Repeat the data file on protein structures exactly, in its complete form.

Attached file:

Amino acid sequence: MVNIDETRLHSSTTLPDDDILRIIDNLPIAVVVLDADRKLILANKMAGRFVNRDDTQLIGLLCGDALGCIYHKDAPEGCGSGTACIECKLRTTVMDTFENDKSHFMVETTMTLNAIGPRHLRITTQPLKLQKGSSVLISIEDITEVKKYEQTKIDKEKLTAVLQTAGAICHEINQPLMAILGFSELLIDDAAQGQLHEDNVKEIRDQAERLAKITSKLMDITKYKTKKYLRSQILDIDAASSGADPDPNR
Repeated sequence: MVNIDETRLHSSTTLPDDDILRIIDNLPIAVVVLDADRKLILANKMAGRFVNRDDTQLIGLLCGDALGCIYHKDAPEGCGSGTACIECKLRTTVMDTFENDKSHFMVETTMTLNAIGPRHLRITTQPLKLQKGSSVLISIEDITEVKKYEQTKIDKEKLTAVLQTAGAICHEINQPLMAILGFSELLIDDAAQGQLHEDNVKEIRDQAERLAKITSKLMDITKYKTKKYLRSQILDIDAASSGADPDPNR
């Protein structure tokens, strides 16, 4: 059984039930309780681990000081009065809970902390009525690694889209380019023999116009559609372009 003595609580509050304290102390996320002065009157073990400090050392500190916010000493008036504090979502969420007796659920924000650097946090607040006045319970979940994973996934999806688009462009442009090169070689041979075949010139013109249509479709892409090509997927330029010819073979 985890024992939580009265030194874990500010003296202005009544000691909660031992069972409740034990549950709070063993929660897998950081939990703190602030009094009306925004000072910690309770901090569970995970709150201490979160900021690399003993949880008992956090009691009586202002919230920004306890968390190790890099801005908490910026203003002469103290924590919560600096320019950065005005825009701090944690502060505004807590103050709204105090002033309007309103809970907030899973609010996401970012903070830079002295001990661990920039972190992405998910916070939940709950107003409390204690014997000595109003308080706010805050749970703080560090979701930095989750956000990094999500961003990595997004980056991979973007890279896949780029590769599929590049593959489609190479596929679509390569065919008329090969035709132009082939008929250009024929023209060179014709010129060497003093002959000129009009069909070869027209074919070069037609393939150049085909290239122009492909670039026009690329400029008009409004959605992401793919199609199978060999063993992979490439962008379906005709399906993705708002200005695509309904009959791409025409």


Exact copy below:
Amino acid sequence: MVNIDETRLHSSTTLPDDDILRIIDNLPIAVVVLDADRKLILANKMAGRFVNRDDTQLIGLLCGDALGCIYHKDAPEGCGSGTACIECKLRTTVMDTFENDKSHFMVETTMTLNAIGPRHLRITTQPLKLQKGSSVLISIEDITEVKKYEQTKIDKEKLTAVLQTAGAICHEINQPLMAILGFSELLIDDAAQGQLHEDNVKEIRDQAERLAKITSKLMDITKYKTKKYLRSQILDIDAASSGADPDPNR
Repeated sequence: MVNIDETRLHSSTTLPDDDILRIIDNLPIAVVVLDADRKLILANKMAGRFVNRDDTQLIGLLCGDALGCIYHKDAPEGCGSGTACIECKLRTTVMDTFENDKSHFMVETTMTLNAIGPRHLRITTQPLKLQKGSSVLISIEDITEVKKYEQTKIDKEKLTAVLQTAGAICHEINQPLMAILGFSELLIDDAAQGQLHEDNVKEIRDQAERLAKITSKLMDITKYKTKKYLRSQILDIDAASSGADPDPNR
């Protein structure tokens, strides 16, 4: 059984039930309780681990000081009065809970902390009525690694889209380019023999116009559609372009 003595609580509050304290102390996320002065009157073990400090050392500190916010000493008036504090979502969420007796659920924000650097946090607040006045319970979940994973996934999806688009462009442009090169070689041979075949010139013109249509479709892409090509997927330029010819073979 985890024992939580009265030194874990500010003296202005009544000691909660031992069972409740034990549950709070063993929660897998950081939990703190602030009094009306925004000072910690309770901090569970995970709150201490979160900021690399003993949880008992956090009691009586202002919230920004306890968390190790890099801005908490910026203003002469103290924590919560600096320019950065005005825009701090944690502060505004807590103050709204105090002033309007309103809970907030899973609010996401970012903070830079002295001990661990920039972190992405998910916070939940709950107003409390204690014997000595109003308080706010805050749970703080560090979701930095989750956000990094999500961003990595997004980056991979973007890279896949780029590769599929590049593959489609190479596929679509390569065919008329090969035709132009082939008929250009024929023209060179014709010129060497003093002959000129009009069909070869027209074919070069037609393939150049085909290239122009492909670039026009690329400029008009409004959605992401793919199609199978060999063993992979490439962008379906005709399906993705708002200005695509309904009959791409025409």